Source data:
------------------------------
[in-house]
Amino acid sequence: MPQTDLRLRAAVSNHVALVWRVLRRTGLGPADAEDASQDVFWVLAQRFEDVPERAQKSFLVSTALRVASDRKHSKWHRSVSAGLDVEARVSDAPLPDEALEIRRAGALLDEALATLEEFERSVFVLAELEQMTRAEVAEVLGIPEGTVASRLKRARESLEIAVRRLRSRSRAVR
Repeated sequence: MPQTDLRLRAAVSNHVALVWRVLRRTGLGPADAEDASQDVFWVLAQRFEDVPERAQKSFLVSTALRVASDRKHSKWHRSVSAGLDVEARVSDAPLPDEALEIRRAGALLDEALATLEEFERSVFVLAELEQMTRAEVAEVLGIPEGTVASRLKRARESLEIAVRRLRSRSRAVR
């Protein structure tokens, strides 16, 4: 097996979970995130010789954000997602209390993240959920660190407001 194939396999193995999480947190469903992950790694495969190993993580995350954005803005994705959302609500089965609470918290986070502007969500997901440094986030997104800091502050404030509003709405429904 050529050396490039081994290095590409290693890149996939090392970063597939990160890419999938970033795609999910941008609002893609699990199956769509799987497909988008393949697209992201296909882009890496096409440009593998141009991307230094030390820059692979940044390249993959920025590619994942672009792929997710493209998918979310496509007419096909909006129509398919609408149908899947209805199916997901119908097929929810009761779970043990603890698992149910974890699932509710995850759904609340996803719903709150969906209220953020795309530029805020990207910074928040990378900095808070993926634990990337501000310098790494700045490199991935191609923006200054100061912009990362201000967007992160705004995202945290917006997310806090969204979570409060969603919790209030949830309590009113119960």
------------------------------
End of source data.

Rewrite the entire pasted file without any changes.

[in-house]
Amino acid sequence: MPQTDLRLRAAVSNHVALVWRVLRRTGLGPADAEDASQDVFWVLAQRFEDVPERAQKSFLVSTALRVASDRKHSKWHRSVSAGLDVEARVSDAPLPDEALEIRRAGALLDEALATLEEFERSVFVLAELEQMTRAEVAEVLGIPEGTVASRLKRARESLEIAVRRLRSRSRAVR
Repeated sequence: MPQTDLRLRAAVSNHVALVWRVLRRTGLGPADAEDASQDVFWVLAQRFEDVPERAQKSFLVSTALRVASDRKHSKWHRSVSAGLDVEARVSDAPLPDEALEIRRAGALLDEALATLEEFERSVFVLAELEQMTRAEVAEVLGIPEGTVASRLKRARESLEIAVRRLRSRSRAVR
């Protein structure tokens, strides 16, 4: 097996979970995130010789954000997602209390993240959920660190407001 194939396999193995999480947190469903992950790694495969190993993580995350954005803005994705959302609500089965609470918290986070502007969500997901440094986030997104800091502050404030509003709405429904 050529050396490039081994290095590409290693890149996939090392970063597939990160890419999938970033795609999910941008609002893609699990199956769509799987497909988008393949697209992201296909882009890496096409440009593998141009991307230094030390820059692979940044390249993959920025590619994942672009792929997710493209998918979310496509007419096909909006129509398919609408149908899947209805199916997901119908097929929810009761779970043990603890698992149910974890699932509710995850759904609340996803719903709150969906209220953020795309530029805020990207910074928040990378900095808070993926634990990337501000310098790494700045490199991935191609923006200054100061912009990362201000967007992160705004995202945290917006997310806090969204979570409060969603919790209030949830309590009113119960």